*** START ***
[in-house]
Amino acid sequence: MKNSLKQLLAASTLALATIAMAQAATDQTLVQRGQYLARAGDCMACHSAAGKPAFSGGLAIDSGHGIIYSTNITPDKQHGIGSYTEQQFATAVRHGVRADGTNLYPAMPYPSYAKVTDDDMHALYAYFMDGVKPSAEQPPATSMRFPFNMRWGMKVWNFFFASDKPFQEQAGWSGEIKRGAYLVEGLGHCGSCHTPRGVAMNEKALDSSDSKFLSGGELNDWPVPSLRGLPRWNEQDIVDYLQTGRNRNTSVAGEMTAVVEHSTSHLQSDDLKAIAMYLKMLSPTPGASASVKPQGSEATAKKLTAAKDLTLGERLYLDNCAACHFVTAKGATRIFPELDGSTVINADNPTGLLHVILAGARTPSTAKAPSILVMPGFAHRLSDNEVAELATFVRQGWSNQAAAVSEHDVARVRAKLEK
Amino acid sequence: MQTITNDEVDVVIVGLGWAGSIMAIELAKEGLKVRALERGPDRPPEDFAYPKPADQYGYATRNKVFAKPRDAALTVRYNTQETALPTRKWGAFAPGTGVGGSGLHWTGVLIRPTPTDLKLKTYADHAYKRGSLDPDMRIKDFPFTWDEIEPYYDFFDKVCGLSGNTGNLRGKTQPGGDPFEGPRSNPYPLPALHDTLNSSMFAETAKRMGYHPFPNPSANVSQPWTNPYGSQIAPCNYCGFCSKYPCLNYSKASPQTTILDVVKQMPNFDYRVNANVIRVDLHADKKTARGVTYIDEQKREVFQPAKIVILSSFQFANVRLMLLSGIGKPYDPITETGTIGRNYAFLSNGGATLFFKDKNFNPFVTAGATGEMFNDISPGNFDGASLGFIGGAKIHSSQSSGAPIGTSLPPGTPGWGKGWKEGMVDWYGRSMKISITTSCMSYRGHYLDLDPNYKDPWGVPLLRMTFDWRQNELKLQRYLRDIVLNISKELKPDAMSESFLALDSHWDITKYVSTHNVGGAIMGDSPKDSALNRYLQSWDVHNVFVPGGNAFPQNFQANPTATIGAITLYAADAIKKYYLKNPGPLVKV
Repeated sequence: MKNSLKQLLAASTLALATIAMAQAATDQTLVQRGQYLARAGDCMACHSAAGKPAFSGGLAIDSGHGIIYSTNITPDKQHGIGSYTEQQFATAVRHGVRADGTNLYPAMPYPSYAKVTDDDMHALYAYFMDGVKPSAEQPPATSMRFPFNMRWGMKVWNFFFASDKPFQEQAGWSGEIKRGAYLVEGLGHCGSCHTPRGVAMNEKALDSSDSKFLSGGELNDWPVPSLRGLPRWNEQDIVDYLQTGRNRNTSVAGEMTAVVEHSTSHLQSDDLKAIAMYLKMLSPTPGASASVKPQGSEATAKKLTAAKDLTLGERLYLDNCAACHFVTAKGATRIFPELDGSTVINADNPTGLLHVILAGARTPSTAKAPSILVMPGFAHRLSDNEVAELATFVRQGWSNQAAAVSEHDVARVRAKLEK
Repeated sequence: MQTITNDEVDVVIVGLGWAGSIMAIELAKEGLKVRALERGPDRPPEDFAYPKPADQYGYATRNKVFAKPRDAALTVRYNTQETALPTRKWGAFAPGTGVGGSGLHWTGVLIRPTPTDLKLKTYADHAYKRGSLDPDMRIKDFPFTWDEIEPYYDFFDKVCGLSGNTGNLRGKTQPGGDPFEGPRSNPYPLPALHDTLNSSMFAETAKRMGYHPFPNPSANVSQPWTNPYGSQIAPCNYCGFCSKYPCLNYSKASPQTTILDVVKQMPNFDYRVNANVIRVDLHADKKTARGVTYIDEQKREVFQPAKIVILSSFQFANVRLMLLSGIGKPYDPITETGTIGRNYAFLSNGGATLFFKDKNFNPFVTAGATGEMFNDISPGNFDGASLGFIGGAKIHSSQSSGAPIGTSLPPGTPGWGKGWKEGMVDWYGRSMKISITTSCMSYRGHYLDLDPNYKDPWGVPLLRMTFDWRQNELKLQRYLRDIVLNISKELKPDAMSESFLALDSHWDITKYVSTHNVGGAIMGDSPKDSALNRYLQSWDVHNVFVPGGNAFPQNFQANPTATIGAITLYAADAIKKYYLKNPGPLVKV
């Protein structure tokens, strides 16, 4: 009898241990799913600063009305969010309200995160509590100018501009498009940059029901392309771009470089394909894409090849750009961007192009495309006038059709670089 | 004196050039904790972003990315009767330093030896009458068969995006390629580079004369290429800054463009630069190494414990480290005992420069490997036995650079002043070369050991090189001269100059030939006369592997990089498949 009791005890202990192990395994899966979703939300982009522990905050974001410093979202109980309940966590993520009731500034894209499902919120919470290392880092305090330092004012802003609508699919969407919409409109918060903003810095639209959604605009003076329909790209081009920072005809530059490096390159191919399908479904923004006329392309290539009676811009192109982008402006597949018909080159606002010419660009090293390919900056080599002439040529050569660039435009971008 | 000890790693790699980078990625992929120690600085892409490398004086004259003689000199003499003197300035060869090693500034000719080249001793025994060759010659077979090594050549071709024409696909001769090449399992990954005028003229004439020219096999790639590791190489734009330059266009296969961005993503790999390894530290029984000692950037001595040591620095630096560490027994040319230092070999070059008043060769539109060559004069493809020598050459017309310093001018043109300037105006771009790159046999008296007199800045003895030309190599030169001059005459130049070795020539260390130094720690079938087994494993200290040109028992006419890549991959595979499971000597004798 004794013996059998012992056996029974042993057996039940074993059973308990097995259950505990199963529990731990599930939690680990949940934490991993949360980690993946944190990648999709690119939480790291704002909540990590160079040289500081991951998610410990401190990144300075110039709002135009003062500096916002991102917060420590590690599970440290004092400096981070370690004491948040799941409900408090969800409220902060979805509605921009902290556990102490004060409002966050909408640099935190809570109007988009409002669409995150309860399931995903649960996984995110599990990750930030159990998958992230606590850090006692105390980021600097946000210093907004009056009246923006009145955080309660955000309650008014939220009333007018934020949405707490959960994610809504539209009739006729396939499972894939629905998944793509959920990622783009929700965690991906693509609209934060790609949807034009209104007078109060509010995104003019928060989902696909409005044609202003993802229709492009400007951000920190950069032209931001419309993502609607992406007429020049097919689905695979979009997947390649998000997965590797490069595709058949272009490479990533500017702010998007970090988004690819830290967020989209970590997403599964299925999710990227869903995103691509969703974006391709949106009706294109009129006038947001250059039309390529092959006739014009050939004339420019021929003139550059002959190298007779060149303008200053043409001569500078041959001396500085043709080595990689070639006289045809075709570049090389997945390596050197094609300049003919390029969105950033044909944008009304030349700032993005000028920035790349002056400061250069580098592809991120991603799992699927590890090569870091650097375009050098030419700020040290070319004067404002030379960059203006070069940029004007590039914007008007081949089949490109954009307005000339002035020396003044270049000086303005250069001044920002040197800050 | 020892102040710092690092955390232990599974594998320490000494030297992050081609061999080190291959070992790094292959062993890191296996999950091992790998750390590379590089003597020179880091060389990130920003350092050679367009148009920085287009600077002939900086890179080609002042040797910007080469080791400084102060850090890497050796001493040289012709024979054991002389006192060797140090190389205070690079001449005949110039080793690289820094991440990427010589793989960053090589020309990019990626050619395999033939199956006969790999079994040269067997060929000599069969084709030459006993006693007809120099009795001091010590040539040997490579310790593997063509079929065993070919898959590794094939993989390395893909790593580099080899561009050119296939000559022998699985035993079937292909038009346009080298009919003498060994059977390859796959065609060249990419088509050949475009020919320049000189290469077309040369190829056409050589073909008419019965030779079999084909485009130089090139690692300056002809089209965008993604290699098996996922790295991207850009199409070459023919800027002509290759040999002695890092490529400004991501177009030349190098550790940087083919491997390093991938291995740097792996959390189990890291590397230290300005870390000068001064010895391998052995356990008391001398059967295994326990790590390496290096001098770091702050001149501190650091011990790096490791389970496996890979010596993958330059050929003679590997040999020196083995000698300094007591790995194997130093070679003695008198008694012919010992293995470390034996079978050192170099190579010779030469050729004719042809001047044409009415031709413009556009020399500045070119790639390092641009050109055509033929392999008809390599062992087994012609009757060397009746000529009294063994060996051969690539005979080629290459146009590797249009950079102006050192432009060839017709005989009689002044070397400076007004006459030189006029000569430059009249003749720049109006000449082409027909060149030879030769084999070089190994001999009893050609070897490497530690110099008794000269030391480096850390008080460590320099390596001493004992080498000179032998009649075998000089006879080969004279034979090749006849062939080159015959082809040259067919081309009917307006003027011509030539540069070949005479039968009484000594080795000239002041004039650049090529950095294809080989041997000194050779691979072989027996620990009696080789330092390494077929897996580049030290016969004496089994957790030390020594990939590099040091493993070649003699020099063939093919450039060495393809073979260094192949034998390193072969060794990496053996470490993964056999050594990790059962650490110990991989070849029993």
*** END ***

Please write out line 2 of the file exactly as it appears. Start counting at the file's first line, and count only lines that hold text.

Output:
Amino acid sequence: MKNSLKQLLAASTLALATIAMAQAATDQTLVQRGQYLARAGDCMACHSAAGKPAFSGGLAIDSGHGIIYSTNITPDKQHGIGSYTEQQFATAVRHGVRADGTNLYPAMPYPSYAKVTDDDMHALYAYFMDGVKPSAEQPPATSMRFPFNMRWGMKVWNFFFASDKPFQEQAGWSGEIKRGAYLVEGLGHCGSCHTPRGVAMNEKALDSSDSKFLSGGELNDWPVPSLRGLPRWNEQDIVDYLQTGRNRNTSVAGEMTAVVEHSTSHLQSDDLKAIAMYLKMLSPTPGASASVKPQGSEATAKKLTAAKDLTLGERLYLDNCAACHFVTAKGATRIFPELDGSTVINADNPTGLLHVILAGARTPSTAKAPSILVMPGFAHRLSDNEVAELATFVRQGWSNQAAAVSEHDVARVRAKLEK